- All supported projects must be compliant with the College’s ethical review policies. If the research design employs the use of human subjects, the online protocol must be submitted to the IRB for review, along with certificate of CitiProgram training completion, no later than Monday, March 29, 2021.
Who May Apply:
- Current first-years, sophomores or juniors, in partnership with their faculty mentors.
Deadline for Application:
- The deadline for summer 2021 is February 22, 2021 at 5 pm.
How to Apply:
- All applicants must first fill out and submit the Kolbe Fellows Program Application which provides the selection committee with some initial information about the applicant and serves as a cover sheet for the application. Once the form has been submitted, applicants will be taken to a page explaining the next steps.
- All applicants are required to submit the following materials in the order specified as a single pdf. Compress the individual files into one large file with KF’21 and the applicant’s name in the subject line of the e-mail and as the file’s title:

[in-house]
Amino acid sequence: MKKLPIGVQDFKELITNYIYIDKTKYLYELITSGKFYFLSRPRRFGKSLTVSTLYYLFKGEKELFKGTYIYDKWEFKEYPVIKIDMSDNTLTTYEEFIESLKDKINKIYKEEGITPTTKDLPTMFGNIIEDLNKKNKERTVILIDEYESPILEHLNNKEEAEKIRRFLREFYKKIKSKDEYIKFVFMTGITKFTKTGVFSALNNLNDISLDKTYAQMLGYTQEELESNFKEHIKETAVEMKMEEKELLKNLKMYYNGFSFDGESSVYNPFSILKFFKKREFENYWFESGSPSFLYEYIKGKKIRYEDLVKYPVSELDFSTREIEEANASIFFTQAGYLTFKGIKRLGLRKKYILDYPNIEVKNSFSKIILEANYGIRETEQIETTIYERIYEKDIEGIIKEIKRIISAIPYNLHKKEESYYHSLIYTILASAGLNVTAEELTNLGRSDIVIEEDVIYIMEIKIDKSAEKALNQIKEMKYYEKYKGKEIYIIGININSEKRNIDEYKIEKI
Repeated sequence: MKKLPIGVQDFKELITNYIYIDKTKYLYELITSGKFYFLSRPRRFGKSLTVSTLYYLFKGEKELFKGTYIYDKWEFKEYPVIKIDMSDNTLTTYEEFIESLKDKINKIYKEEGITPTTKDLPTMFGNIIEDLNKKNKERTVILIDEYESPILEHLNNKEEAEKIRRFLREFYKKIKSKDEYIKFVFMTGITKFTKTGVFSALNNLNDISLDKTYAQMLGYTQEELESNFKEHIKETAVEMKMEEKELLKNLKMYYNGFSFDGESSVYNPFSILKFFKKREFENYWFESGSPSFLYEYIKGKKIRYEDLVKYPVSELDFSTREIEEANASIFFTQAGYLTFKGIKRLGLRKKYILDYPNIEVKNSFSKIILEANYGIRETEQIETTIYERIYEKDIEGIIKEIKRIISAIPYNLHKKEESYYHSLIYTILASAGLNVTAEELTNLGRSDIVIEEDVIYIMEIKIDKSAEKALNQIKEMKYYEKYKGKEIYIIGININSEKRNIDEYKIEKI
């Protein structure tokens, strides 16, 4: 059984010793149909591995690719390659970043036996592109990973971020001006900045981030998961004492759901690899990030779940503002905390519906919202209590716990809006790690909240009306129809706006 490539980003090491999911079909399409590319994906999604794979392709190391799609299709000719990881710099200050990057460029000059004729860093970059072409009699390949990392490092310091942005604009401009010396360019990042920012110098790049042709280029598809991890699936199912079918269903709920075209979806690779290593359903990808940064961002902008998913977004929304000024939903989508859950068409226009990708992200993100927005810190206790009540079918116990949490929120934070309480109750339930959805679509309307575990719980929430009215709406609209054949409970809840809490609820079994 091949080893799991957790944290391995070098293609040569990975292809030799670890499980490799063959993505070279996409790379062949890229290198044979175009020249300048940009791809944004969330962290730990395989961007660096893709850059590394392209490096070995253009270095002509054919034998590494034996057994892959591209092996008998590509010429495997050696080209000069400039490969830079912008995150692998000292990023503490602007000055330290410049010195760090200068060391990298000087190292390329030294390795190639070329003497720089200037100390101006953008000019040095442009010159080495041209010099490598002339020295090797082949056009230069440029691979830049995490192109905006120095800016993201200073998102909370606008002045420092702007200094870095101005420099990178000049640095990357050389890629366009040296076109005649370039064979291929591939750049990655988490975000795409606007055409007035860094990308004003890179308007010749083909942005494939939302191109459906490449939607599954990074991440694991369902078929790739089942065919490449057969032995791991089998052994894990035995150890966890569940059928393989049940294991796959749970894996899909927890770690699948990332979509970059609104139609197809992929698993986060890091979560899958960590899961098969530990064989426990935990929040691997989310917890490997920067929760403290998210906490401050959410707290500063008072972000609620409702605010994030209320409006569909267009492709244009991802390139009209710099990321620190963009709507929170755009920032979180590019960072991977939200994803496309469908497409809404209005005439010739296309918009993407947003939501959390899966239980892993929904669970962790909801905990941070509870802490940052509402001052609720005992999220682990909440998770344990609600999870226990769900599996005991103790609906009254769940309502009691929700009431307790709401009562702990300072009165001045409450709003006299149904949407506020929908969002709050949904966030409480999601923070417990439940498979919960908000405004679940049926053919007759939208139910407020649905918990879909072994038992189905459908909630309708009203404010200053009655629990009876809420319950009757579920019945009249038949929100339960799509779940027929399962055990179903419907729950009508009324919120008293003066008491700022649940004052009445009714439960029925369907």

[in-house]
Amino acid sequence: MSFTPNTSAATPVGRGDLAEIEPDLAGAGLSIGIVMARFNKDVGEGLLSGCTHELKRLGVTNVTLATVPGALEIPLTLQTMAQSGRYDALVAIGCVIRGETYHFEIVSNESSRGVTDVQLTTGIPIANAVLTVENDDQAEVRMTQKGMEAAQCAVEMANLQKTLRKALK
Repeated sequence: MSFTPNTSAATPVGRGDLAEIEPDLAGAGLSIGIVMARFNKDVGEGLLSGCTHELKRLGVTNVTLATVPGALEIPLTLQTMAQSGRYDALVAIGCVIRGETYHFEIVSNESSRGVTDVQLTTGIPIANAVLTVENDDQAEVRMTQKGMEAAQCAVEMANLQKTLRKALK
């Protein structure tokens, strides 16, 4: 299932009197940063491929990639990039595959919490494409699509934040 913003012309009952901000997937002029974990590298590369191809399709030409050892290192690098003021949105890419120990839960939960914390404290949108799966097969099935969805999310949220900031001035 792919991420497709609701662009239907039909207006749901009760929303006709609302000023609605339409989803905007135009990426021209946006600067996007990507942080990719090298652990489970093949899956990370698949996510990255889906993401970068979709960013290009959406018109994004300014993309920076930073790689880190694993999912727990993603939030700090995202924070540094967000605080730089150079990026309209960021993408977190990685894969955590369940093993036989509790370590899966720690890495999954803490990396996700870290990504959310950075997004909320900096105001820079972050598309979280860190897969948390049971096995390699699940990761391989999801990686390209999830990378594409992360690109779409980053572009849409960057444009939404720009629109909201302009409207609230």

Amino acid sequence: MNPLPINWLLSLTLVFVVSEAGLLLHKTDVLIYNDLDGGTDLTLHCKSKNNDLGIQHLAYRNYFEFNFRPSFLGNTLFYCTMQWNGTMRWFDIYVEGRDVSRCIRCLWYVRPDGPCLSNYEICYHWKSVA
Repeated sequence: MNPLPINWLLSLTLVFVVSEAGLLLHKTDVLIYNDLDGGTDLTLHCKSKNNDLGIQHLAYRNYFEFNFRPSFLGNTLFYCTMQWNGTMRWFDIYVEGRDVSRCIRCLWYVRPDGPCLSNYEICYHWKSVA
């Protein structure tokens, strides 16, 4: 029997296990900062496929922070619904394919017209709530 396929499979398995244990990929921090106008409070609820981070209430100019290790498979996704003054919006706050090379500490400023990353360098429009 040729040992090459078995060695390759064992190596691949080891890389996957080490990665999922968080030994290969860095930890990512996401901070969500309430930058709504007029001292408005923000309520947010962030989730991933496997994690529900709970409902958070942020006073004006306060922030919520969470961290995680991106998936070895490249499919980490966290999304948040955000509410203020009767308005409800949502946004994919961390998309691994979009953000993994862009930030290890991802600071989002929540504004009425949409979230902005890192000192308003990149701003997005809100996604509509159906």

- A one-page resume
- A three-page proposal (11 pt. font, double spaced) outlining the nature of the applicant’s project. The proposal should include the intended goals to be accomplished, how specifically these goals will be met, how this particular project will contribute to the applicant’s academic or artistic field, the research design and timetable s/he intends to employ, and a budget stating how the $500 in research-related expenses will be spent.
- A one to two-page annotated bibliography so the committee can see what sources each applicant has read/consulted in developing his/her proposal and will continue to review during the summer.
- A one-page personal academic statement in which the applicant outlines how the project is connected to his/her academic program and how this experience will help achieve his/her future educational and career goals. In particular, the committee is interested in learning what the applicant has done to prepare him or herself to undertake the project e.g., study of a language, related coursework, internship experience, etc.